Private Room
Amenities
Pricing
Location
3.8Overall Score

Initially we had booked different reservations for our stay in Yangshuo, but upon a recommendation from another backpacker we switched for a much more affordable and friendly option- The Climbers’ Inn.

Hoping to get in some climbing during our stay, this seemed to be a good, last-minute swap. The owner and manager Lily was incredibly helpful, friendly and eager to get everyone crushing at the crag before the day was through.

Due to wet weather, poor conditioning and the higher than expected cost of rentals, Britnee and I only made it out for one day of climbing, which was a blast. Yet the friendliness, comfort and great cost of the Climbers’ Inn still scored it highly in our book.

Private Room:

We thought we had reserved a dorm room online but ended up in a small, private, two-bed room with private bathroom for the same cost. Our days were busy exploring the stunning landscape that surrounds the town, but we were quite happy to escape the heat and humidity and relax under the free air conditioner on occasion. On the downside- while the beds were large enough for each of us, the mattresses were very firm which proved to be a little uncomfortable by the last night there. There was a window in our room but it looked out into the hallway and allowed little or no natural light in. However, plenty of noise did get in from the clubs on West Street just down the alley. Thankfully they all seemed to quiet down or close up by midnight most nights.

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Amenities:

A big plus was that the private bathroom offered a western toilet, although one couldn’t flush the toilet paper, which is common here in China. Hot water would come and go while showering which could be frustrating at times, but after returning from days out biking or climbing in the June heat, a cold shower was much preferred.

There was a large fridge in the lobby for residents to store their food and on occasion the climbers would cook a large meal together to enjoy at the hostel. Wifi was excellent and easy to connect to anytime we tried. Besides the fingerboard in the lobby, there was little else available as far as amenities at the Climbers’ Inn, but the staff’s helpfulness easily made up for it.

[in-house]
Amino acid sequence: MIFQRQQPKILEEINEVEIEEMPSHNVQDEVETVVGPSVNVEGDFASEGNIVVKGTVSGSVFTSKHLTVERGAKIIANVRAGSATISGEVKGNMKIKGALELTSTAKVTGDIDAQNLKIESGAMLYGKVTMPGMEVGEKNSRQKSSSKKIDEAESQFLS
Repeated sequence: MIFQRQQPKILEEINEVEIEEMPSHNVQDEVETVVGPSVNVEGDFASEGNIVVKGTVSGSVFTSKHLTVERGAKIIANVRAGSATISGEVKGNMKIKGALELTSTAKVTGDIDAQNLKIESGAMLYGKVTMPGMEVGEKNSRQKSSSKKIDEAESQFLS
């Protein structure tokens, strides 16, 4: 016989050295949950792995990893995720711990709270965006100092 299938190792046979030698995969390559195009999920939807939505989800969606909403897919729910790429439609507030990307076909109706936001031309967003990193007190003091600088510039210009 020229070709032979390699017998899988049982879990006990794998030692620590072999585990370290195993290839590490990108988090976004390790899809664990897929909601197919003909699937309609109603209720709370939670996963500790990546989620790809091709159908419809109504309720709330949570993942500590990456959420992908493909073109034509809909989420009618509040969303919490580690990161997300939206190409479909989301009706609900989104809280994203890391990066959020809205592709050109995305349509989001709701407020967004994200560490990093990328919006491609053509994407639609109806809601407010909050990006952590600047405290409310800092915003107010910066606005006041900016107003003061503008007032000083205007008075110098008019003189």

Lily was incredibly welcoming from the moment we arrived, quick to get us settled into our room and eager to get us out and climbing, riding, eating and exploring the area right away. She was well-connected in the community and whether you’re a beast looking to climb the hardest stuff Yangshuo has to offer, or a beginner in need of rentals and a guide, Lily will get you lined up with whatever you need. The town has turned into quite the tourist destination and you’ll be bombarded on the streets by locals trying to sell you tours, bike rentals and food. Before you do/buy anything, check with Lily as she’ll most likely get you a better deal. We can’t say enough about how much more enjoyable she made our stay in Yangshuo and we’ll definitely be back.

The Climbers' Inn in Yangshuo.

Pricing:

The Climbers’ Inn was one of the cheapest options in town and by far the most affordable hostel we’d stayed in on this trip to date. At a cost of 33 CNY per person per night, we only paid 400 CNY for the six nights in Yangshuo, and saved a whole lot more on rentals thanks to Lily’s help. Upon checking in we were sold on the local guide book for an additional 120 CNY, and while we only used this for our one-day climbing, it’ll hopefully be put to use again.

Location:

In a small alley, a short walk from the popular West Street, the Climbers’ Inn is in the heart of Yangshuo. There are tons of local and Western restaurants, grocery stores, climbing outfitters, clubs and bars within minutes of walking from the front door. Bike and scooter rentals are everywhere, allowing guests to explore further by themselves, but if you’re there to climb, as all other guests were, shared taxis to the crags can be quickly arranged.

Next hostel on our route: the beautiful HELLO CHENGDU INTERNATIONAL YOUTH HOSTEL IN CHINA!

About The Author

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Mark quit everything to travel the world for a year with his wife, Britnee. Along the way, he picked up a love for many other things, including illy coffee, Nepal, Bolivianos bills, and Thai beaches. Now happily home in Utah, Mark is a balding marketing professional with a mountain biking addiction.

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